End-Date: 2016-01-18  10:28:00

    The command line interface

    You can do ALL the stuffs you were doing on the HMC using the pvmctl command. The syntax is pretty simple: pvcmtl |OBJECT| |ACTION| where the OBJECT can be vios, vm, vea(virtual ethernet adapter), vswitch, lu (logical unit), or anything you want and ACTION can be list, delete, create, update. Here are a few examples :

    • List the Virtual I/O Servers:
    • # pvmctl vios list
      Virtual I/O Servers
      |     Name     | ID |  State  | Ref Code | Mem  | CPU | Ent |
      | s00ia9940825 | 1  | running |          | 8192 |  2  | 0.2 |
      | s00ia9940826 | 2  | running |          | 8192 |  2  | 0.2 |
    • List the partitions (note the -d for display-fields allowing me to print somes attributes):
    • # pvmctl vm list
      Logical Partitions
      |   Name   | ID |  State   |   Env    | Ref Code |  Mem  | CPU | Ent |
      | aix72ca> | 3  | not act> | AIX/Lin> | 00000000 |  2048 |  1  | 0.1 |
      |   nova   | 4  | running  | AIX/Lin> | Linux p> |  8192 |  2  | 0.5 |
      | s00vl99> | 5  | running  | AIX/Lin> | Linux p> | 10240 |  2  | 0.2 |
      | test-59> | 6  | not act> | AIX/Lin> | 00000000 |  2048 |  1  | 0.1 |
      # pvmctl list vm -d name id 
      # pvmctl vm list -i id=4 --display-fields LogicalPartition.name
      # pvmctl vm list  --display-fields LogicalPartition.name LogicalPartition.id LogicalPartition.srr_enabled SharedProcessorConfiguration.desired_virtual SharedProcessorConfiguration.uncapped_weight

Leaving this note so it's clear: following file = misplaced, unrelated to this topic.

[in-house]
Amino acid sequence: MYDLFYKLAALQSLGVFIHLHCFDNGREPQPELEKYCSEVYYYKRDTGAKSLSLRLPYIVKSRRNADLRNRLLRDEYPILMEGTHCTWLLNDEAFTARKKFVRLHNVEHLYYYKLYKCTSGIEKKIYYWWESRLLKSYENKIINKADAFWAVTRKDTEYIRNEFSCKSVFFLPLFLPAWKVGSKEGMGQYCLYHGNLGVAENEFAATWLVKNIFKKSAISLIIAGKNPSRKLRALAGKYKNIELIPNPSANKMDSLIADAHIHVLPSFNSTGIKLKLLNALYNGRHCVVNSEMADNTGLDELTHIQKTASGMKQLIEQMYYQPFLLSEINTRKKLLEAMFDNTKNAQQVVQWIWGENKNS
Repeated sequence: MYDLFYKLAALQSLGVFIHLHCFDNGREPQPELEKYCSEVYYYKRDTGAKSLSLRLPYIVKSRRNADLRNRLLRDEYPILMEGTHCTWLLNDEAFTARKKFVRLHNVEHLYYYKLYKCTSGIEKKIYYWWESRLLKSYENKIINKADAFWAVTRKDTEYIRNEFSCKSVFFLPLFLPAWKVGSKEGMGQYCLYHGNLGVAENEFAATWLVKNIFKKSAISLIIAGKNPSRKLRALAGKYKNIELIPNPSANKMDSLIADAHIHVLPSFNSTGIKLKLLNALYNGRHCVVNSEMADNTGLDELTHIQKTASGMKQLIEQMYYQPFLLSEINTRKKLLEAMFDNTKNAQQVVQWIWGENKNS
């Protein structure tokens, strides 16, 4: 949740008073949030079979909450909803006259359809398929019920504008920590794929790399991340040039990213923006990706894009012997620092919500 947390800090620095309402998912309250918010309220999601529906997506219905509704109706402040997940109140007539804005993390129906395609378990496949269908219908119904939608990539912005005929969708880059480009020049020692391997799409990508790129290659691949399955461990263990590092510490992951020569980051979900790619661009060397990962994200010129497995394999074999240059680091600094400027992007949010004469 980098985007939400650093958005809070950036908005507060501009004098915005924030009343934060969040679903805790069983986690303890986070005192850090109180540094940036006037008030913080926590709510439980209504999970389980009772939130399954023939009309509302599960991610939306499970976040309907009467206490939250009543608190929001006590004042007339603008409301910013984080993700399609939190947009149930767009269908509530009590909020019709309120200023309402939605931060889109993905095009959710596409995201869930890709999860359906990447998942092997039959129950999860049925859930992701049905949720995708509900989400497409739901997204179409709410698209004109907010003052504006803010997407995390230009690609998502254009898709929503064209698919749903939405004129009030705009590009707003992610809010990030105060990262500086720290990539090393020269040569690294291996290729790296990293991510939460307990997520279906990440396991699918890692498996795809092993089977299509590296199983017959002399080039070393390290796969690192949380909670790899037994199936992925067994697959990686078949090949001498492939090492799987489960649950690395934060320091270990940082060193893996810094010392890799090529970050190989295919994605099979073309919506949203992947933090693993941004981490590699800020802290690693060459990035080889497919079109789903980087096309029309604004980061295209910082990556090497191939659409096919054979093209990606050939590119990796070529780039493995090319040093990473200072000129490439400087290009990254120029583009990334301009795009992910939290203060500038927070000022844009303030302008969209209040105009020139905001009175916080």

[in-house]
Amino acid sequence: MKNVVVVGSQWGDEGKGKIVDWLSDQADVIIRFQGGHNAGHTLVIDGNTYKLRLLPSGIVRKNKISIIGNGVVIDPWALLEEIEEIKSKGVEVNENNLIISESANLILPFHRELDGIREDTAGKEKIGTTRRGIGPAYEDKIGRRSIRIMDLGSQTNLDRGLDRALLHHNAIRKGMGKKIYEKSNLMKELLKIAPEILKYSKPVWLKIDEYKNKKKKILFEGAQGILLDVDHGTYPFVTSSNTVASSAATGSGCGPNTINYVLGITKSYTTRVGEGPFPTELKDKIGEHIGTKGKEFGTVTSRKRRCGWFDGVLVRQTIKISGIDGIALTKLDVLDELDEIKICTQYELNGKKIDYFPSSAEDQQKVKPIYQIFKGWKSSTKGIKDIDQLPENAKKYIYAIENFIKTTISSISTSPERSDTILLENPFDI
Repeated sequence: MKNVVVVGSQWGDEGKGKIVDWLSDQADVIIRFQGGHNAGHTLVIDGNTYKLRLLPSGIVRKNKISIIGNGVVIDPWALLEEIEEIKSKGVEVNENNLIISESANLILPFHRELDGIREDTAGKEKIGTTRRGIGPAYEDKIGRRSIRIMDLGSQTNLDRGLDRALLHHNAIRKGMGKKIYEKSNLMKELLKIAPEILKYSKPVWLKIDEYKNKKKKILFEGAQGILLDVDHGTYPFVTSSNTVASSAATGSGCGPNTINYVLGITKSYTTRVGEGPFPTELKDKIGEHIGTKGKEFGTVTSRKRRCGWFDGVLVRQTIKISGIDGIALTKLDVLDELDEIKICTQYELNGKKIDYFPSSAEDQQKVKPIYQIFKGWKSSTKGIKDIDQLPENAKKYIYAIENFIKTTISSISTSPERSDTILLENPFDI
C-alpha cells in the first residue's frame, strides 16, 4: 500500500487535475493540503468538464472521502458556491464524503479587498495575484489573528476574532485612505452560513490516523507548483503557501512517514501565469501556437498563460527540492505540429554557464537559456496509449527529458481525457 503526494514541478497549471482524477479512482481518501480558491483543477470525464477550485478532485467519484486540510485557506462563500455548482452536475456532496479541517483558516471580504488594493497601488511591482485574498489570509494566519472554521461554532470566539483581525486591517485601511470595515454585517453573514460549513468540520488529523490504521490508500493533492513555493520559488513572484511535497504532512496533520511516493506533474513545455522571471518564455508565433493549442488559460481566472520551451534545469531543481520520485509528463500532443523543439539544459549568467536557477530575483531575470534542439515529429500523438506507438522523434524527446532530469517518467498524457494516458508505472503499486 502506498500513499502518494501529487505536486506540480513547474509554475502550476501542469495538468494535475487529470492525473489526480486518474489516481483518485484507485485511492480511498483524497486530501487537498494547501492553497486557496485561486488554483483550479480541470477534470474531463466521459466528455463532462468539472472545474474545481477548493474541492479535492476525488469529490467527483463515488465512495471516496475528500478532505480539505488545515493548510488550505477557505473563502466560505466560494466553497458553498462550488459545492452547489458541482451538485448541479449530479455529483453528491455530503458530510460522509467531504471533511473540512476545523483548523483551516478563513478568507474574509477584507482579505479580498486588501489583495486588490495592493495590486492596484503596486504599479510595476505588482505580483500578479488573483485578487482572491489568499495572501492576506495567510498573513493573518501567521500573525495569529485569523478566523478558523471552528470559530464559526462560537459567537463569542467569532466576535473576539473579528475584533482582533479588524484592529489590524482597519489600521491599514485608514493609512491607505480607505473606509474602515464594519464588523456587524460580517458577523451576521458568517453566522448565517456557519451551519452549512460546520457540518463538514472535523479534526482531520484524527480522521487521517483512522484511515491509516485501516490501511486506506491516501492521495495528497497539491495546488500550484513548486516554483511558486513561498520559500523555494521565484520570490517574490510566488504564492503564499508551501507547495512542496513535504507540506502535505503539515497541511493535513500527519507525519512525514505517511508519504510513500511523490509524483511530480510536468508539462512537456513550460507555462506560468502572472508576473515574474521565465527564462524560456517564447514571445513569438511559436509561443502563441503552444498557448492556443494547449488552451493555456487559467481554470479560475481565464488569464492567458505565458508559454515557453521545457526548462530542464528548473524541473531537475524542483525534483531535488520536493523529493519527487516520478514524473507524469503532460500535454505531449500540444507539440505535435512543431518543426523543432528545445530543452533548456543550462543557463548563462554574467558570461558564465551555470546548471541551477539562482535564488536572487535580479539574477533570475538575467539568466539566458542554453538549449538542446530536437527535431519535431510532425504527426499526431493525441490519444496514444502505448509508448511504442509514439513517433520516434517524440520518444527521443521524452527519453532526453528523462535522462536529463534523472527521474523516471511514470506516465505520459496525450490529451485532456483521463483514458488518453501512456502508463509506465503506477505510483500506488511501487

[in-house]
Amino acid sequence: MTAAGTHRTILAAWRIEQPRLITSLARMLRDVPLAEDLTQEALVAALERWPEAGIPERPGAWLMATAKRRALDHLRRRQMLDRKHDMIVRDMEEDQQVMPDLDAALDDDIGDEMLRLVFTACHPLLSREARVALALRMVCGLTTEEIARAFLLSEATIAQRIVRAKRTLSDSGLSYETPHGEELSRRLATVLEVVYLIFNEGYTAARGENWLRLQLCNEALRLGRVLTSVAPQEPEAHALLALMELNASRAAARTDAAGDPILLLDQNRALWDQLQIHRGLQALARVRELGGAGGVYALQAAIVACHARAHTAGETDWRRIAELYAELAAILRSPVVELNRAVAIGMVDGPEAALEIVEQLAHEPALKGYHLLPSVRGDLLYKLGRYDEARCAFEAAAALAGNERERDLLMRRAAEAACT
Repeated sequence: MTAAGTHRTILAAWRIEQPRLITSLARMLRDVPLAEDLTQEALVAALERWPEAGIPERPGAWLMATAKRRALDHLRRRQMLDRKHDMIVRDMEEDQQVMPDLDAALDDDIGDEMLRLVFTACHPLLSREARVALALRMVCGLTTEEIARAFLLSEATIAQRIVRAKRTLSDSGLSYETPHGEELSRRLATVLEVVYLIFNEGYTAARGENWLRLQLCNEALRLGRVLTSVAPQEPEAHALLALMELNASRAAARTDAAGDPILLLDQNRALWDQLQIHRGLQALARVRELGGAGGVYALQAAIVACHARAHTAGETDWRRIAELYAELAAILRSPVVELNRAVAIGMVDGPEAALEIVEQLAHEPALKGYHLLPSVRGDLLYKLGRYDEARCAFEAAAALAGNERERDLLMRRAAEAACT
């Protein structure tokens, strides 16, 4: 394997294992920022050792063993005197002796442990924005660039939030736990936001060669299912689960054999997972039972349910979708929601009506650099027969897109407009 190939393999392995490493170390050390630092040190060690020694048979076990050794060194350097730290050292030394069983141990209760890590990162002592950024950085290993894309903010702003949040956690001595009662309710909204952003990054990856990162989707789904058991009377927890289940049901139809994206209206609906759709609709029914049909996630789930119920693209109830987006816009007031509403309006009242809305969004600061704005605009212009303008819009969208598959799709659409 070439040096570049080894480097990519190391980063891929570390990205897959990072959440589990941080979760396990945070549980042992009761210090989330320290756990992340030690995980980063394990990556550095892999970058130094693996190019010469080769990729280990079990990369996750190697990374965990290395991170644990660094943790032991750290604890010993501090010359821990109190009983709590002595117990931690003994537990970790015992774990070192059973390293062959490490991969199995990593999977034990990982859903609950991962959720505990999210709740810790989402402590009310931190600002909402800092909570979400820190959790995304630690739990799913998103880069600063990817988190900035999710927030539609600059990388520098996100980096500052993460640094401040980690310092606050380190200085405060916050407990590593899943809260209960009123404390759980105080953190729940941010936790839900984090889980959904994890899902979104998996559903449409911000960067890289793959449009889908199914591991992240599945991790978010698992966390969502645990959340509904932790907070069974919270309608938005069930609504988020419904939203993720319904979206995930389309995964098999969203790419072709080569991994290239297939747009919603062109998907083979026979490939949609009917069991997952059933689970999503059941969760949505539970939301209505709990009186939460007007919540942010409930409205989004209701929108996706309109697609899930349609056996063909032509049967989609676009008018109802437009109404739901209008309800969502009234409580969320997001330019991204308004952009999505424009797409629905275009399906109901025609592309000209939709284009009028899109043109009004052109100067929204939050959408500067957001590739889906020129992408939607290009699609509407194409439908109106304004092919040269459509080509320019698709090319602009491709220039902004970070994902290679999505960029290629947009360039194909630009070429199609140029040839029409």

• Delete the virtual adapter on the partition name nova (note the –parent-id to select the partition) with a certain uuid which was found with (pvmclt list vea):
    • # pvmctl vea delete --parent-id name=nova --object-id uuid=fe7389a8-667f-38ca-b61e-84c94e5a3c97
    • Power off the lpar named aix72-2:
    • # pvmctl vm power-off -i name=aix72-2-536bf0f8-00000091
      Powering off partition aix72-2-536bf0f8-00000091, this may take a few minutes.
      Partition aix72-2-536bf0f8-00000091 power-off successful.
    • Delete the lpar named aix72-2:
    • # pvmctl vm delete -i name=aix72-2-536bf0f8-00000091
    • Delete the vswitch named MGMTVSWITCH:
    • # pvmctl vswitch delete -i name=MGMTVSWITCH
    • Open a console:
    • #  mkvterm --id 4
      vterm for partition 4 is active.  Press Control+] to exit.
      Elapsed time since release of system processors: 57014 mins 10 secs
    • Power on an lpar:
    • # pvmctl vm power-on -i name=aix72capture
      Powering on partition aix72capture, this may take a few minutes.
      Partition aix72capture power-on successful.

    Is this a dream ? No more RMC connectivty problem anymore